Johannesburg — There was a problem with the Pretoria suburb's newest office complex: a brick wall on the edge of a parking lot that encroached on the site. The problem was not particularly South African.
The solution was.
Early one morning, a group of black workers arrived. Brick by painstakingly preserved brick, hour by hour, they began disassembling the wall. They placed the bricks in neat piles. Then, they began the job's second stage: reusing the old bricks in the new building.
``This taught me something fundamental about South Africa and its economy,'' recalls a foreign businessman who watched from his nearby office:
``Here, blacks are cheaper than bricks.''
It is a realization most blacks in the turbulent urban townships come to early, and it causes two things above all in them. The first is a burning anger. The second is an instinct to keep that anger inside most of the time: blacks are too cheap, jobs too scarce, and whites (who hand out jobs, hire blacks, and control levers of state power) too powerful.
The equation dehumanizes. It has left the overwhelming majority of blacks - whether young activist or their more cautious parents - united in one single political urge: to gain a release from their powerlessness.
The spoils of power
To some, this means forcing an end to white government, no matter how many years and deaths that may take, no matter how many more cycles of exploding black anger and reasserted white power may intervene.
To many more, it means a system where the spoils of power - the whites' gold earnings, suburban houses, swimming pools - are spread to the blacks who comprise more than three quarters of South Africa's population.
To increasingly few - at least to virtually none among the many dozens of blacks of all ages and political persuasions I got to know here - does it mean the right to ride in ``white'' buses, use ``white'' bathrooms, or attend (recently desegregated) ``white'' movie theaters. This, a main focus of recent government reform, seems to most present-day blacks the fine print of apartheid.
Although periods of black unrest - erupting in 1960, 1976, and most recently 1984 - have been coming at gradually closer intervals, the single most powerful political instinct for most blacks is to keep anger inside.
One evening a few months ago, Johannesburg's electricity suddenly failed - with whites already home in the suburbs, and tens of thousands of blacks still waiting for commuter minibuses back to their townships. For several hours the city was without lights, without burglar alarms, and for that matter, without any visibly beefed up police presence. But there was not a single incident of looting.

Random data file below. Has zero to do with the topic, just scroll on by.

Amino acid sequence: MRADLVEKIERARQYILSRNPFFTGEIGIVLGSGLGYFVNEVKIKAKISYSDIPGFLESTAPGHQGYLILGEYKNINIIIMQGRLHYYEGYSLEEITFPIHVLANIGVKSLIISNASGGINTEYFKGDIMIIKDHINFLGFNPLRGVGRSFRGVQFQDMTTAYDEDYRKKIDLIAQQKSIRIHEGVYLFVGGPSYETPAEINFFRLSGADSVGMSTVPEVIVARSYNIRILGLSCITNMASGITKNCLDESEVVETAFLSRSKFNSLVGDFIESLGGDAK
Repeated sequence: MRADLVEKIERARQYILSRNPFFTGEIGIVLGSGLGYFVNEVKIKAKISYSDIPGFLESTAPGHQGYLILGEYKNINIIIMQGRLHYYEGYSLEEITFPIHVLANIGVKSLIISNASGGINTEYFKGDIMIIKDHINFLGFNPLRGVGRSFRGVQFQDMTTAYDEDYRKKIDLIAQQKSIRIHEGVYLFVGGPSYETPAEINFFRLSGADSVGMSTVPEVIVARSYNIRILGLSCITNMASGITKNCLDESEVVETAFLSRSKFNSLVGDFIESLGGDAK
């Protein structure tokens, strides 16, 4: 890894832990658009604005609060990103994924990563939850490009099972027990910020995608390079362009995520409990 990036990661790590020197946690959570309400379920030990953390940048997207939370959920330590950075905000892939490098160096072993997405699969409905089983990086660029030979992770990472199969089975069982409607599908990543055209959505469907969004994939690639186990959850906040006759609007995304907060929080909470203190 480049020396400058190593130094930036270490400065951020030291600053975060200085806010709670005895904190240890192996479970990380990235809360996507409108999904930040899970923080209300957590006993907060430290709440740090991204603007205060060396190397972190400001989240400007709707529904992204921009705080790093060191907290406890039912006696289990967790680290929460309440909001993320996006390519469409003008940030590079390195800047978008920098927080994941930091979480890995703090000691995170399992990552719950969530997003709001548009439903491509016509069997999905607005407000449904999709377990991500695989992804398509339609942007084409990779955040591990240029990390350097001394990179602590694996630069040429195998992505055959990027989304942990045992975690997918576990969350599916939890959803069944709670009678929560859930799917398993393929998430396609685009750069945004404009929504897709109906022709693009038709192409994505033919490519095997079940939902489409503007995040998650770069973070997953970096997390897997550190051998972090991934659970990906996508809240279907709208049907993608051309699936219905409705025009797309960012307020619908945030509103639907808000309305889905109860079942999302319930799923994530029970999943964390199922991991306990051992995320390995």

Fear helps breed in blacks a reluctance to rebel, according to the country's foremost historian on black politics, Tom Lodge of Witwatersrand University. ``Particularly since the state of emergency, only the foolhardy resist.''
But psychology, too, is at work. Blacks have developed a talent under apartheid for what the profession terms ``learned helplessness,'' an acceptance of the white-fostered idea that blacks are (or should be) passive, backward, inferior.
Economic and political calculations also play their part. Many blacks, as the government repeatedly assures its white constituents, want no part of a revolution.
These blacks may not like being ``cheaper than bricks,'' but they have little trouble calculating the problems with the alternative: unemployment, which rages at levels of more than 50 percent in some townships. Made newly aware by an 18-month-old state of emergency that black unrest has not visibly dented Afrikaner supremacy, they tend to see ``reform'' as the one practical road away from apartheid.
In the squalid square mile of black township called Alexandra, bordering north Johannesburg's poshest white suburbs, a group of blacks munched sandwiches and talked politics on the day before this year's whites-only election. Asked who they would vote for if they could vote, some said, ``P.W. Botha.''
Their reasoning was that the South African President was indeed making some changes, and that eventual black government might in any case, given historic tribal differences, simply replace white oppression with black.
Resentment below the surface
Yet, black anger is no less widespread for being largely hidden. After endorsing Mr. Botha for President, one Alexandran added, ``I would not really mind being ruled by a white... If I could have a good life, if oppression were gone, if I had my rightful part of the country in which I was born, then it wouldn't matter who was in charge.''
Many thousands of nominally ``moderate'' blacks did participate in the unrest of 1985 and 1986, and many continue to boycott payment of township rents. Even in nominally apolitical blacks, the urge for a release from powerlessness surfaces - unexpectedly, repeatedly.
Cynthia Ngcawuzele is a live-in maid for a politically liberal white family.
She smiled obligingly as her boss, an insurance executive, told me that ``she was like one of the family,'' how he and his wife would always keep part of the family dinner for her to eat afterward, and how they'd opened a bank account where she could set aside part of her salary for the future.
Once out of her boss's earshot, Mrs. Ngcawuzele said, ``The master and madam treat me not good. Every morning, I must wake up at six o'clock, seven days a week, even on my day off, to put breakfast on the table. ... At night, I must stay with the children. ... I am not allowed to sleep in case something happens to the young ones. And many times the master and madam don't come home until one-thirty or two in the morning!''
Moses is a Soweto black who works as a driver for a Johannesburg Ford dealer. Polite and distant when our paths crossed outside a municipal car-inspection facility, he turned talkative when my accent revealed I was not South African.
How are things in the township, I asked. ``Much better. There has been too much violence. We are all tired of this.'' But, he added, the rent boycott is still going strong. And he - for one - hoped it would stay strong.